Cape Cross Seal Res.
Open: daily 10.00–1700 every day. No motorcycles.
Costs: N$20 per adult, N$2 per child, plus N$20 per car.
Here, in 1485, the Portuguese captain and navigator Diego Cão landed. He was the first European of his time to reach this far south down the coast of Africa, and to mark the achievement he erected a stone cross on the bleak headland, inscribed in Latin and Portuguese with:Since the creation of the world 6684 years have passed and since the birth of Christ 1484 years and so the illustrious Don John has ordered this pillar to be erected here by Diego Cão, his knight.
Diego Cão died for his daring, and was buried on a rock outcrop nearby, which they called Serra Parda. His cross remained in place until the 1890s, when it was taken to the oceanographical Museum in Berlin, and in 1974 the whole area was landscaped and a replica cross erected, which stands there today.
David Coulson, in his book Namib
(see Further Reading
), relates that an old slate was found half-buried in the sand around here, with a message dated 1860 reading:I am proceeding to a river sixty miles north, and should anyone find this and follow me, God will help him.
It is not known who wrote the message, or what became of them.
All along the Namibian coast there are seal colonies, though the one at Cape Cross is one of the easiest to access. It is a colony of the Cape fur seal, Arctocephalus pusillus pusillus
, numbers up to 100,000 animals, and is occupied all year round.
At any time of year, the amazing sight of tens of thousands of heads bobbing on land and in the water is only matched by the overpowering stench of the colony that greets you. The noise, too, is unexpected – a positive cacophony of sound that resembles an entire farmyard of animals at full volume.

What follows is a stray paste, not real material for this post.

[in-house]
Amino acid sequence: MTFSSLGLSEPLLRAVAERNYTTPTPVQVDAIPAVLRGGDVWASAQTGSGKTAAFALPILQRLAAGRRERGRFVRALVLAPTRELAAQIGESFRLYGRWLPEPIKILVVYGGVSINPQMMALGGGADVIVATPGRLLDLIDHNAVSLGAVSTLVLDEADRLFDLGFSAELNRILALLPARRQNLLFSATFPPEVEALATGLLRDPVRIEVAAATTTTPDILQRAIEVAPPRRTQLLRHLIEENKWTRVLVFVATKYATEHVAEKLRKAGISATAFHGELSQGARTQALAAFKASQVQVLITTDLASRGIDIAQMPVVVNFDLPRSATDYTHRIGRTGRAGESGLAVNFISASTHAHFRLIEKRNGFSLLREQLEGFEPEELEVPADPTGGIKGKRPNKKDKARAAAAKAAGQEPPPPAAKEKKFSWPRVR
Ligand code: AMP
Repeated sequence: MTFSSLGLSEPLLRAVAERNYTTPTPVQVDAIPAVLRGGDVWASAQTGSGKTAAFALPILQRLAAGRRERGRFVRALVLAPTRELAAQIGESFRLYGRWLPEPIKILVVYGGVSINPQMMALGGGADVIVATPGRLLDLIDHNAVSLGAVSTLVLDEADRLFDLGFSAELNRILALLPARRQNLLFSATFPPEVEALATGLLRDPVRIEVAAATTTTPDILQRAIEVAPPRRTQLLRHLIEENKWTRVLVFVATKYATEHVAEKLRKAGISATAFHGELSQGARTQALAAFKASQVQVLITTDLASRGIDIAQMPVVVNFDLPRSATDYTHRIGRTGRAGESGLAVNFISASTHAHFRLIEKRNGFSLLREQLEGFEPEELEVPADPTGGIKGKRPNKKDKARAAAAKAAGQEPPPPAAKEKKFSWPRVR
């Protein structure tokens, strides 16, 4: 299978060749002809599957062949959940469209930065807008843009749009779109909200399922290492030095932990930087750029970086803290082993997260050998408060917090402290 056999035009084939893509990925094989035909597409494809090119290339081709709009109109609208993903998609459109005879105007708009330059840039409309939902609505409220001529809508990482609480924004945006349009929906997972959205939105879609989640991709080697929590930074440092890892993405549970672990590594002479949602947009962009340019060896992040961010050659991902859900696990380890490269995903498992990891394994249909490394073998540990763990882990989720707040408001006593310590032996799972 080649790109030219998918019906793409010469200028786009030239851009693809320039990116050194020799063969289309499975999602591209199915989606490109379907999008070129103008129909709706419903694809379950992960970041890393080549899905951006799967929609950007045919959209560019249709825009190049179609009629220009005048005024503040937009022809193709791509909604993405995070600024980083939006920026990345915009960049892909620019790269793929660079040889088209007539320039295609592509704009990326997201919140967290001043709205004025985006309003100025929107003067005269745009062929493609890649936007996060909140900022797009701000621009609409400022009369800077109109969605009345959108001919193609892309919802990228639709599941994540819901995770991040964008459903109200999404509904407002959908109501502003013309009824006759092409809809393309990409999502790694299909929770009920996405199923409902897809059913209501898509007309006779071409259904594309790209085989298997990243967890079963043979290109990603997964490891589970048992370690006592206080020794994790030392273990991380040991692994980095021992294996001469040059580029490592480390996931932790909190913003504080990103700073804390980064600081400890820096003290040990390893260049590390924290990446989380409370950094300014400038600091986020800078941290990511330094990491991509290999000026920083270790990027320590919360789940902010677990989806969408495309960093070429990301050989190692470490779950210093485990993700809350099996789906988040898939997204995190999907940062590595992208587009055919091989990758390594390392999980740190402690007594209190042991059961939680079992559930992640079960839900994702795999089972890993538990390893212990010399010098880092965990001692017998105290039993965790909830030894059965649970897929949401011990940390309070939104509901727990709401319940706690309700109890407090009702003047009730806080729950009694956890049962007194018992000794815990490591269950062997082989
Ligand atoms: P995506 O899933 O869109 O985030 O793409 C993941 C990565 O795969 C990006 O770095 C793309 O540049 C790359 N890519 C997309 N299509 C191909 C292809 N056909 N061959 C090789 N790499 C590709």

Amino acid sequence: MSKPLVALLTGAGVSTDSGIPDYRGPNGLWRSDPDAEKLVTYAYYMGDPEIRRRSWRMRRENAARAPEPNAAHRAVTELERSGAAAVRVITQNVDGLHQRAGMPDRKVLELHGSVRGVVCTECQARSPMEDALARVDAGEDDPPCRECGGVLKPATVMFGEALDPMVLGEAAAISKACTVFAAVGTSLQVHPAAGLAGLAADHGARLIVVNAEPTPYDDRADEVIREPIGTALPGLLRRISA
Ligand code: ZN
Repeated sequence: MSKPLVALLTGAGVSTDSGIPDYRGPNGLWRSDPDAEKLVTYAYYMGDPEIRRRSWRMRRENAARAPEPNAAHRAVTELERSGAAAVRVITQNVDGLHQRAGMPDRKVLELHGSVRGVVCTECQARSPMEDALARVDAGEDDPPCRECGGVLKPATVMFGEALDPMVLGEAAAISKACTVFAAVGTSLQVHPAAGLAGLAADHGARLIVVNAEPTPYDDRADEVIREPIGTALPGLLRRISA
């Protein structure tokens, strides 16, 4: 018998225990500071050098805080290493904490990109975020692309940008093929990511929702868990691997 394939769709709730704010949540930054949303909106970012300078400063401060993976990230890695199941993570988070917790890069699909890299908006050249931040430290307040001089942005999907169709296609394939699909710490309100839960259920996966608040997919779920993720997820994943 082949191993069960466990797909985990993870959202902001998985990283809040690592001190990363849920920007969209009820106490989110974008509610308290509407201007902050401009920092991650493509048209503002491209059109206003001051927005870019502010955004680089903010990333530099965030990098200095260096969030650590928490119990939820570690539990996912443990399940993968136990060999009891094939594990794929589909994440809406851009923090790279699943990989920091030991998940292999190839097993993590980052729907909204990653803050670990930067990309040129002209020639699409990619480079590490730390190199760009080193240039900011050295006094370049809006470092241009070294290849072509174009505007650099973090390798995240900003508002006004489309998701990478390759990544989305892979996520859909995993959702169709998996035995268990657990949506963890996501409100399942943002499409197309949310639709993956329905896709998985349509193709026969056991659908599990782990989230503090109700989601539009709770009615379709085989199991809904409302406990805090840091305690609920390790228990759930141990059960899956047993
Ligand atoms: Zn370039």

Where to stayCape Cross Lodge
(14 rooms) PO Box 259, Henties Bay; tel: 064 694012; fax: 064 694013; email: firstname.lastname@example.org; central reservations tel: 061 255488; fax: 061 251400; email: email@example.com or firstname.lastname@example.org
Opened in 2001, just 4km from the seal colony, this brand new lodge is a beacon for visitors to this area, with accommodation that puts Cape Cross firmly on the map. This is where the desert meets the sea, and the large, airy rooms of this well-appointed lodge reflect the vast open spaces all around.
En-suite rooms are modern and spacious, with rooms at the front having panoramic views out to sea from individual balconies. There is a real sense of taste here, with solid, limed-wood furniture, stone floors and soft blue-and-white décor that compliment the nautical setting. Two of the rooms are linked by an adjoining door, making a family suite possible.
Downstairs is a huge lounge and dining area with a central barbecue and a bar at one end. The restaurant is open to day visitors as well as residents, with both snacks and main meals available. Plans are in hand to increase privacy for residents by opening a cellar bar in mid 2002, and introducing a more private dining area. In the evenings, though, the place is open only to residents, with occasional candlelit dinners on the beach, and a good selection of wines on offer. Lunch for residents is N$65 per person, and dinner N$110.
Aside from the seal colony itself, visitors here are attracted by the sheer beauty of the setting. Just to sit on the outside terrace and watch baby seals cavorting in the waves can occupy half the afternoon, though for the more energetic there are plenty of walks and opportunities for birdwatching. There are as yet no formal facilities for watersports, so those planning to kayak, or to discover 'some of the best surfing in Namibia', should bring their own equipment and discuss plans with the staff, some of whom are enthusiasts themselves. A word of warning: don't even think of swimming without taking local advice; the water is cold, currents are very strong and rip-tides can be extremely dangerous. Traditionally, fishing has been the main attraction for visitors to the area, and tours can be arranged. It is also possible to organise a visit to Messum Crater. Mile 108
Book via the NWR in Windhoek.
Could this be even more desolate than Mile 72? Again, in season Mile 108 has a useful fuel station and a small kiosk. Water costs 10c per litre (bring your own container), and hot showers N$1 each.